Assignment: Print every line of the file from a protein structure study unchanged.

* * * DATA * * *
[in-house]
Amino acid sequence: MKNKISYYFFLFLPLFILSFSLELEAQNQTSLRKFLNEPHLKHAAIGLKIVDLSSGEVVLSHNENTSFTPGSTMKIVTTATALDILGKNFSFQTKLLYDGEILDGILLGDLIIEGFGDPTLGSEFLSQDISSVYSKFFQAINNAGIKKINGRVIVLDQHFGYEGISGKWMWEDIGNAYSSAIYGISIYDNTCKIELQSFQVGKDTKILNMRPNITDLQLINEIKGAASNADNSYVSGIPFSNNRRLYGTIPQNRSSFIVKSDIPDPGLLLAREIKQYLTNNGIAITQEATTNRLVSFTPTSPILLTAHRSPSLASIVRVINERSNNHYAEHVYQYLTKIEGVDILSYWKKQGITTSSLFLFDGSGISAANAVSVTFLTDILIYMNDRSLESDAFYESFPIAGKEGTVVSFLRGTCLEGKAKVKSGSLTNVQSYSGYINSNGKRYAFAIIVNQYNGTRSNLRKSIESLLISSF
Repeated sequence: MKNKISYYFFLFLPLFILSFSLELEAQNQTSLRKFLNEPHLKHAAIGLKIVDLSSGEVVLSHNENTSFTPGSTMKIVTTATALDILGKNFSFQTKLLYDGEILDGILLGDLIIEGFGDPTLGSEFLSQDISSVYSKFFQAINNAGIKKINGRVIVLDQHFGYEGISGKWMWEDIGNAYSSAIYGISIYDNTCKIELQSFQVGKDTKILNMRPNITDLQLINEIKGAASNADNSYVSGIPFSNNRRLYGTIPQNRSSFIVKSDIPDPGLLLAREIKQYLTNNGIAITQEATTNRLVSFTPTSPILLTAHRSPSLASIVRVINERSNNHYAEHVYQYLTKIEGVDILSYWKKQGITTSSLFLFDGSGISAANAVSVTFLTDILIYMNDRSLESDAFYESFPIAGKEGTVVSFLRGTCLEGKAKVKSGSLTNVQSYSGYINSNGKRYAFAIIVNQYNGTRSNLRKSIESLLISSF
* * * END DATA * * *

[in-house]
Amino acid sequence: MKNKISYYFFLFLPLFILSFSLELEAQNQTSLRKFLNEPHLKHAAIGLKIVDLSSGEVVLSHNENTSFTPGSTMKIVTTATALDILGKNFSFQTKLLYDGEILDGILLGDLIIEGFGDPTLGSEFLSQDISSVYSKFFQAINNAGIKKINGRVIVLDQHFGYEGISGKWMWEDIGNAYSSAIYGISIYDNTCKIELQSFQVGKDTKILNMRPNITDLQLINEIKGAASNADNSYVSGIPFSNNRRLYGTIPQNRSSFIVKSDIPDPGLLLAREIKQYLTNNGIAITQEATTNRLVSFTPTSPILLTAHRSPSLASIVRVINERSNNHYAEHVYQYLTKIEGVDILSYWKKQGITTSSLFLFDGSGISAANAVSVTFLTDILIYMNDRSLESDAFYESFPIAGKEGTVVSFLRGTCLEGKAKVKSGSLTNVQSYSGYINSNGKRYAFAIIVNQYNGTRSNLRKSIESLLISSF
Repeated sequence: MKNKISYYFFLFLPLFILSFSLELEAQNQTSLRKFLNEPHLKHAAIGLKIVDLSSGEVVLSHNENTSFTPGSTMKIVTTATALDILGKNFSFQTKLLYDGEILDGILLGDLIIEGFGDPTLGSEFLSQDISSVYSKFFQAINNAGIKKINGRVIVLDQHFGYEGISGKWMWEDIGNAYSSAIYGISIYDNTCKIELQSFQVGKDTKILNMRPNITDLQLINEIKGAASNADNSYVSGIPFSNNRRLYGTIPQNRSSFIVKSDIPDPGLLLAREIKQYLTNNGIAITQEATTNRLVSFTPTSPILLTAHRSPSLASIVRVINERSNNHYAEHVYQYLTKIEGVDILSYWKKQGITTSSLFLFDGSGISAANAVSVTFLTDILIYMNDRSLESDAFYESFPIAGKEGTVVSFLRGTCLEGKAKVKSGSLTNVQSYSGYINSNGKRYAFAIIVNQYNGTRSNLRKSIESLLISSF